(478a) Engaging Early Engineering Students: An NSF STEP Project to Increase Student Retention | AIChE

(478a) Engaging Early Engineering Students: An NSF STEP Project to Increase Student Retention


Briedis, D. - Presenter, Michigan State University
Buch, N. J. - Presenter, Michigan State University
Sticklen, J. - Presenter, Michigan State University
Urban-Lurain, M. G. - Presenter, Michigan State University
Wolff, T. F. - Presenter, Michigan State University
Hinds, T. - Presenter, Michigan State University
Fleming, D. - Presenter, Michigan State University
McDonough, C. - Presenter, Michigan State University
Ehrlich, N. - Presenter, Michigan State University

Early ?leavers? from engineering programs typically fall into one of two overlapping categories: (a) those who leave because of academic difficulties and (b) those who leave because they find the educational environment of early engineering to be hostile and/or not engaging. This paper describes a new NSF STEP project, which presents a suite of four articulated programs that is designed to ease the transition of high school students into engineering undergraduate programs, and, by making the transition smoother, to increase the retention rate of early engineering students.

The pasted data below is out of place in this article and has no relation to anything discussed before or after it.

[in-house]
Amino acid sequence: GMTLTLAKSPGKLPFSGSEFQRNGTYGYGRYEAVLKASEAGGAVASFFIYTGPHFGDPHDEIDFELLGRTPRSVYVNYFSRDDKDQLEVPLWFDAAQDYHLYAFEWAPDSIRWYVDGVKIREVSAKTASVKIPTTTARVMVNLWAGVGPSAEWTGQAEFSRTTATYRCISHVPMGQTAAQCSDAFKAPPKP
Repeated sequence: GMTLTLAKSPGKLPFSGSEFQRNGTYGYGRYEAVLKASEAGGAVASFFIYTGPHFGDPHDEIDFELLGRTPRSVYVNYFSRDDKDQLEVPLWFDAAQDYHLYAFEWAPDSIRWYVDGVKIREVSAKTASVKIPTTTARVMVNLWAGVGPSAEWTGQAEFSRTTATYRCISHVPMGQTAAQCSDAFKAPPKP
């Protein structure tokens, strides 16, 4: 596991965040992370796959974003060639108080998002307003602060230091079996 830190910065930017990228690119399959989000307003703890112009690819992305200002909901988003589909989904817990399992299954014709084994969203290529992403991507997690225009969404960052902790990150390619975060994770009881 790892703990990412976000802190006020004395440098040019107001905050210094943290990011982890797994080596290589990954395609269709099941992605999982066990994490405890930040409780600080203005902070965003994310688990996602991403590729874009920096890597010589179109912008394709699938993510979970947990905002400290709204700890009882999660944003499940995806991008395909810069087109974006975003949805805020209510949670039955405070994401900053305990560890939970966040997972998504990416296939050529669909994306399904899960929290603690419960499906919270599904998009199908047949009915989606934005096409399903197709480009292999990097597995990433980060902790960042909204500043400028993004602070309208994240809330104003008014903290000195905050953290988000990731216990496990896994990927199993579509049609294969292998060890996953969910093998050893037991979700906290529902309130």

The research we describe consists of four subprograms: (a) a program to provide formative assessments in the key early courses with follow-on ?bootstrapping? tutorials, (b) a supplemental instruction program which we call the PAL (peer-assisted learning) subproject, (c) a program to directly engage engineering faculty with early engineering students, and (d) a program to develop and exploit course material from one key course in another. Our effort is to develop a system of four interrelated, articulated programs that will be more effective than the sum of its parts.

For a college in which students are not admitted directly to a department, this paper will emphasize how chemical engineering faculty members are engaged in the college-wide program thus actively serving as role models for our future students and as mentors who can recruit and retain quality students for our program.


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